Pallof press is one of the best exercises for your abs. This movement uses the muscles of your rectus abdominis and external obliques to squeeze your midsection. It’s a great way to tone and firm your muscles in all areas of the abdomen.
Table of Contents
What Is the Pallof Press?
The Pallof press is an “anti-rotational exercise” created by physical therapist John Pallof to improve your core and lower back muscles.
The Pallof press has several versions, but the most common is the Pallof press with the band, also known as the banded Pallof press.
It’s a wonderful exercise for anyone who wants to work on their core and six-pack, but it’s especially beneficial for athletes. That’s because the banded Pallof press develops the core strength and stability required to twist and spin at high speeds without injuring yourself (at least, that’s the notion).
Benefits of Pallof Press
- Improved anti-rotational strength: Strengthening your obliques and abdominals in the rotational plane will help you maintain your spine and hips during explosive movements like swings and strength workouts like squats and deadlifts. (1)
- Side plank alternative: Not everyone has the shoulder, oblique, or hip strength to hold a side plank. It trains similar muscles, has the same benefits, and is easier to perform. (2)
- Great warmup exercise: Performing the Pallof press before deadlifting will help prime your muscles (much like plyometric jumps before squatting) around the core to provide the tension needed to protect your spine.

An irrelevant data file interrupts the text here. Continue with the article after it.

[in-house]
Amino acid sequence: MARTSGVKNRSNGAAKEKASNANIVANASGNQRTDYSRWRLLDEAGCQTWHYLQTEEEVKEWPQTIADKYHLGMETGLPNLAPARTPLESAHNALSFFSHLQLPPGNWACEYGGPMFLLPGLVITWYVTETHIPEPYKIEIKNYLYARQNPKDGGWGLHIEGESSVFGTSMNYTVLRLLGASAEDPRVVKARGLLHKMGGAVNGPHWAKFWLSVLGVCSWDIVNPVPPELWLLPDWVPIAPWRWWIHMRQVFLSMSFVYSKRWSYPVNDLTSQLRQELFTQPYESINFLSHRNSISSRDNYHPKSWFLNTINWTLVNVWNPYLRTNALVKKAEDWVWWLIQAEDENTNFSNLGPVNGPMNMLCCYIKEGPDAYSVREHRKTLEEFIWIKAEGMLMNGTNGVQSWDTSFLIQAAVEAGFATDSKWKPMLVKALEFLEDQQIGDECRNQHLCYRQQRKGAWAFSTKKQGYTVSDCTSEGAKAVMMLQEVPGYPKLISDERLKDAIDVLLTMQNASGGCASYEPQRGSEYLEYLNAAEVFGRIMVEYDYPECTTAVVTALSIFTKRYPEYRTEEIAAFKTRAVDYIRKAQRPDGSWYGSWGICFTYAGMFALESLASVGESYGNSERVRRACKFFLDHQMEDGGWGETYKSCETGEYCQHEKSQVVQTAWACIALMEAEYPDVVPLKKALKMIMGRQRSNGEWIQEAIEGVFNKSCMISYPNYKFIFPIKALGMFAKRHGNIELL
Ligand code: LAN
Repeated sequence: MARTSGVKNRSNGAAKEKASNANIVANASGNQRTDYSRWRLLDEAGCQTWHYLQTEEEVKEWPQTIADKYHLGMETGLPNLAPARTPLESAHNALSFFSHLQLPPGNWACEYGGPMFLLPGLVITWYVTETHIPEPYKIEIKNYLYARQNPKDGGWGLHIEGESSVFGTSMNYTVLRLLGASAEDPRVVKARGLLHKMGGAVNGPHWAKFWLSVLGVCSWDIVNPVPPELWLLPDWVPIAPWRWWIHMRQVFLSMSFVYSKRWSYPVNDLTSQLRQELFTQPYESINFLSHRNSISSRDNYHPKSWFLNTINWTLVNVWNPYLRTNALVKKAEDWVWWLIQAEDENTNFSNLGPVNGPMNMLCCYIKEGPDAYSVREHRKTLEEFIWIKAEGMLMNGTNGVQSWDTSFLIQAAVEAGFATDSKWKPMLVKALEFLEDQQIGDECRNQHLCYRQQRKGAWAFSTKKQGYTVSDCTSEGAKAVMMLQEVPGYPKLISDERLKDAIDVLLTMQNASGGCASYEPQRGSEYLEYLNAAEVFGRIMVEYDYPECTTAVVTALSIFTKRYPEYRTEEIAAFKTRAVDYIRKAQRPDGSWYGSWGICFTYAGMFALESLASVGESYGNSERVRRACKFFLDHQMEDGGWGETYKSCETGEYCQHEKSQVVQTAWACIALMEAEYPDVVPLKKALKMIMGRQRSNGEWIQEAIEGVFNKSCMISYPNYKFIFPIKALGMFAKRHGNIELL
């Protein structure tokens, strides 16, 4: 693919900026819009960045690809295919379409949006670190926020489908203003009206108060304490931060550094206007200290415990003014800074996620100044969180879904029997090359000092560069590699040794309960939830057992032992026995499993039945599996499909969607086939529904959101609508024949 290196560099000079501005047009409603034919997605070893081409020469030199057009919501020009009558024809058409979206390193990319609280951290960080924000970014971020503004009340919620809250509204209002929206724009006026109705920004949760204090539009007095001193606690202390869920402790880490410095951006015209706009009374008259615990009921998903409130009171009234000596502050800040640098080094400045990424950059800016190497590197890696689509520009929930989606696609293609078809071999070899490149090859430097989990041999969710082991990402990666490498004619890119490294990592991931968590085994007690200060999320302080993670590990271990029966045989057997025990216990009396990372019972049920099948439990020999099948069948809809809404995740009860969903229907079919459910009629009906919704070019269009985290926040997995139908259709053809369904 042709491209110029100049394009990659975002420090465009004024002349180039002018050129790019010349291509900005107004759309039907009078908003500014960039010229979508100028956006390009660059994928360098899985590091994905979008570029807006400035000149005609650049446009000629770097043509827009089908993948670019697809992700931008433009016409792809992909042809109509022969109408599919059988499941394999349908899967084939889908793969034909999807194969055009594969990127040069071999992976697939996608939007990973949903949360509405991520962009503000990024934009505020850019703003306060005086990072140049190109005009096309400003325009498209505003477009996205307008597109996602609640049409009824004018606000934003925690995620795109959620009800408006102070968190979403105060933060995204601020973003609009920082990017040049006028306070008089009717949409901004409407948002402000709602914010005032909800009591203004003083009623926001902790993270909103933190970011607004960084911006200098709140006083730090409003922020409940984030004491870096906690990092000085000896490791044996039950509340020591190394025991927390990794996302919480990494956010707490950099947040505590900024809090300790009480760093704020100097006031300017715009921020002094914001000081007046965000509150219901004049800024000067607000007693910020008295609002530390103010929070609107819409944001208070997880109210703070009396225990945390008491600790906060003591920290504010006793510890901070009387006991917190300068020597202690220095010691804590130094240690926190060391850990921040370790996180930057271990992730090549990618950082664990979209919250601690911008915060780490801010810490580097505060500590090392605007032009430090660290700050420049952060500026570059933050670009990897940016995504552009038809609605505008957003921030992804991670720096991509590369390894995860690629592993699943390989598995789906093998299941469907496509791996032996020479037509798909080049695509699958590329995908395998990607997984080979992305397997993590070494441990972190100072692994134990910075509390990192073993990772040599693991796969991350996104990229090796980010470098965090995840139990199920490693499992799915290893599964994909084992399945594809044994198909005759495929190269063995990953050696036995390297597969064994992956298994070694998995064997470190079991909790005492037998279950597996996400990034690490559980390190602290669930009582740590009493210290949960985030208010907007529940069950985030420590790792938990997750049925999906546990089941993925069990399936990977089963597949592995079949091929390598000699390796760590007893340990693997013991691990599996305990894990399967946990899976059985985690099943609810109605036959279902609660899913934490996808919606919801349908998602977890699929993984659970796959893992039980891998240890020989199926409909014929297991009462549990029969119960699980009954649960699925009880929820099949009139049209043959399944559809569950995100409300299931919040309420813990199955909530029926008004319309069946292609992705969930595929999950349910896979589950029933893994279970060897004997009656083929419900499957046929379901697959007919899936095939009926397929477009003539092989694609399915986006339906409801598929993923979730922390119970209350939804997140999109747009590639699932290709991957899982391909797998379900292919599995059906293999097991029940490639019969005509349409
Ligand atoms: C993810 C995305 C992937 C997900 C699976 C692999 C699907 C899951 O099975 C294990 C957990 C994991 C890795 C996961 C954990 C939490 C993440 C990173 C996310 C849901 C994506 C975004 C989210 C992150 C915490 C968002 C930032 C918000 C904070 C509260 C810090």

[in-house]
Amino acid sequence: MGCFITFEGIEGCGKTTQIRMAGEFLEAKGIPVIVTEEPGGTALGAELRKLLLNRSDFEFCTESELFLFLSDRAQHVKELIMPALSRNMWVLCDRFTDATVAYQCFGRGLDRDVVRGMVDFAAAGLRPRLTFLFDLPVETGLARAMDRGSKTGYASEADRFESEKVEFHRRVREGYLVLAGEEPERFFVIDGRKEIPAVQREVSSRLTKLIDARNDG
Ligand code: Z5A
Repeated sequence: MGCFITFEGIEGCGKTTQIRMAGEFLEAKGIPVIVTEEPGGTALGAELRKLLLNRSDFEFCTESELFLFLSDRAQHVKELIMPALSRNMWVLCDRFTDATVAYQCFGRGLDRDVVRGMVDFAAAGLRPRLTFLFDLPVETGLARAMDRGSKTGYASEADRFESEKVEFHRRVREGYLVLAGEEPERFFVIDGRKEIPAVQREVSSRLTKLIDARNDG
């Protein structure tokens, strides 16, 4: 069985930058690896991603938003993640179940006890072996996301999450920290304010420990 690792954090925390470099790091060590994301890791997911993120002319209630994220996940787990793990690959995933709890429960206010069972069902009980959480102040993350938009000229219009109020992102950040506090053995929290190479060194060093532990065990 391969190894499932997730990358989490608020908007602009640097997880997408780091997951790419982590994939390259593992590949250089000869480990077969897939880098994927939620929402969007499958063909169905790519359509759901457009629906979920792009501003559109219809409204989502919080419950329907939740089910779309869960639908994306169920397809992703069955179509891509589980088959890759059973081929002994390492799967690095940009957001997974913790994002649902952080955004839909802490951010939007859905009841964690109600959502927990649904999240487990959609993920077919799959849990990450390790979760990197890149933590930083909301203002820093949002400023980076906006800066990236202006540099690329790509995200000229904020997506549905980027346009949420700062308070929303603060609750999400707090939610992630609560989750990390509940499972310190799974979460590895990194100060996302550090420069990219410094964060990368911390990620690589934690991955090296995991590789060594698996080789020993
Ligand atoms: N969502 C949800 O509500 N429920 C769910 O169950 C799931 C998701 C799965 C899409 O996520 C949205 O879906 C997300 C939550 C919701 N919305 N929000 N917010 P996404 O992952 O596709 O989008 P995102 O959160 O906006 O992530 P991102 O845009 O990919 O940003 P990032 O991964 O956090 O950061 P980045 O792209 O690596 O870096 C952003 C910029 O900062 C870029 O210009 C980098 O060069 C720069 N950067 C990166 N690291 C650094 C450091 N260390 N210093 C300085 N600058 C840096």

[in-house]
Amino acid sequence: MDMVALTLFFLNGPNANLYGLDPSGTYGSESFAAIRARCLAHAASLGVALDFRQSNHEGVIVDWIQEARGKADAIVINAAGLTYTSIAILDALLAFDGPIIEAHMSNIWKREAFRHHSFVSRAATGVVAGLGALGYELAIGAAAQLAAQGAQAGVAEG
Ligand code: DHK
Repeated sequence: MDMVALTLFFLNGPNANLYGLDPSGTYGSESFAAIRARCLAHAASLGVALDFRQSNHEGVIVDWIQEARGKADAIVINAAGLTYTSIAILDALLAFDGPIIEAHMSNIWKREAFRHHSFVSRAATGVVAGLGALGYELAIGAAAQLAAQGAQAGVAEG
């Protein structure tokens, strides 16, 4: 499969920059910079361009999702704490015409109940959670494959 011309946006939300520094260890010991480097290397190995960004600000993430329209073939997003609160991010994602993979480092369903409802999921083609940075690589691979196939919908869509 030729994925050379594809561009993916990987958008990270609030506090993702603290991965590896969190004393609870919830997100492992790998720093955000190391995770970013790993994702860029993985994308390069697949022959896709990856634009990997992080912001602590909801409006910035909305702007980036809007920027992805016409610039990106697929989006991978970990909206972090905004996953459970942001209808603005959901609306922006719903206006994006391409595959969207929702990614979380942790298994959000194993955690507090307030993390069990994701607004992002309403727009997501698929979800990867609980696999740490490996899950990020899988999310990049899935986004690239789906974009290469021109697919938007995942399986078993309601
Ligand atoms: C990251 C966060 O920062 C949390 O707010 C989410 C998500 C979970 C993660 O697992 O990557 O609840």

- Versatility: It is a versatile exercise that can be performed from a number of angles to strengthen your core strength and mobility. It, for example, promotes both hip mobility and core stability. It strengthens the core and increases resistance to spinal flexion, extension, and rotation. It’s a core exercise with everything. (3)
Muscles Worked by Pallof Press
This exercises practically all of the core muscles, which is one of its key advantages. (4)
Specifically, the muscles worked by the Pallof press are the . . .
- Rectus abdominis muscle
- Obliques, both internal and external
- The transverse abdominis muscle
- Spinae Erector spinae
How to do Pallof Press
- Begin by wrapping a band around a squat rack’s vertical beam.
- Stand* away from the rack far enough to establish sufficient tension on the band and face perpendicular to the rack.
- You should feel the band pulling and rotating you, but not so much that you lose your equilibrium.
- With one hand, grab the band, and then place the other hand on top.
- Begin by placing your hands directly in front of your sternum.
- The feet should be shoulder-width apart, with the hips and knees slightly bent.
- Press the band straight out in front of you and then return it to the beginning position at a regulated rate.
- A rep for the required number of representatives.
- This is an anti-rotation workout. Keeping your torso forward is essential, but some people apply too much resistance. This causes your torso to rotate, and all of the benefits are lost. So start light and work your way up.
- Keeping your shoulders down and chest up while pressing in and out ensures that the right muscles are working. Pressing with lifted shoulders is a recipe for disaster.
- Don’t overarch your lower back because this puts your core muscles at a disadvantage and negates all of the benefits. This can be avoided by maintaining a tall posture and engaging your glutes.
Pallof Press variations